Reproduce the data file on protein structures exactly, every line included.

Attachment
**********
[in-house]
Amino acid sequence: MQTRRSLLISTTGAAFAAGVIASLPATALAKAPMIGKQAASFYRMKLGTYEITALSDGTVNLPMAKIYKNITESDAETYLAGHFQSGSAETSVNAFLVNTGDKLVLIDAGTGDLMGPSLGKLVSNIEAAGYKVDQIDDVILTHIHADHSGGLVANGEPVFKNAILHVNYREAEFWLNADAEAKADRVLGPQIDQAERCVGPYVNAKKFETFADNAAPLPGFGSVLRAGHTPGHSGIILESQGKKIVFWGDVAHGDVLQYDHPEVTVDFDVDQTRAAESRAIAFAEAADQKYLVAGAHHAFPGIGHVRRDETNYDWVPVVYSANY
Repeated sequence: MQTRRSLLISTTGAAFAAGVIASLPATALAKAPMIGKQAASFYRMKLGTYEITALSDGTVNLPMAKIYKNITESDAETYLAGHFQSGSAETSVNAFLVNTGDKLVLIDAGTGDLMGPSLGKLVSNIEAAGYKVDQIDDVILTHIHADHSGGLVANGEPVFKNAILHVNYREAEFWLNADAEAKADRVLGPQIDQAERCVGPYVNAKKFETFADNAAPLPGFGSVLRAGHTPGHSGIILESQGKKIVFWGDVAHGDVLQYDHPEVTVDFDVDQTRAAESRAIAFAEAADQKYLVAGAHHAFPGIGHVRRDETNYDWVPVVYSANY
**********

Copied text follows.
[in-house]
Amino acid sequence: MQTRRSLLISTTGAAFAAGVIASLPATALAKAPMIGKQAASFYRMKLGTYEITALSDGTVNLPMAKIYKNITESDAETYLAGHFQSGSAETSVNAFLVNTGDKLVLIDAGTGDLMGPSLGKLVSNIEAAGYKVDQIDDVILTHIHADHSGGLVANGEPVFKNAILHVNYREAEFWLNADAEAKADRVLGPQIDQAERCVGPYVNAKKFETFADNAAPLPGFGSVLRAGHTPGHSGIILESQGKKIVFWGDVAHGDVLQYDHPEVTVDFDVDQTRAAESRAIAFAEAADQKYLVAGAHHAFPGIGHVRRDETNYDWVPVVYSANY
Repeated sequence: MQTRRSLLISTTGAAFAAGVIASLPATALAKAPMIGKQAASFYRMKLGTYEITALSDGTVNLPMAKIYKNITESDAETYLAGHFQSGSAETSVNAFLVNTGDKLVLIDAGTGDLMGPSLGKLVSNIEAAGYKVDQIDDVILTHIHADHSGGLVANGEPVFKNAILHVNYREAEFWLNADAEAKADRVLGPQIDQAERCVGPYVNAKKFETFADNAAPLPGFGSVLRAGHTPGHSGIILESQGKKIVFWGDVAHGDVLQYDHPEVTVDFDVDQTRAAESRAIAFAEAADQKYLVAGAHHAFPGIGHVRRDETNYDWVPVVYSANY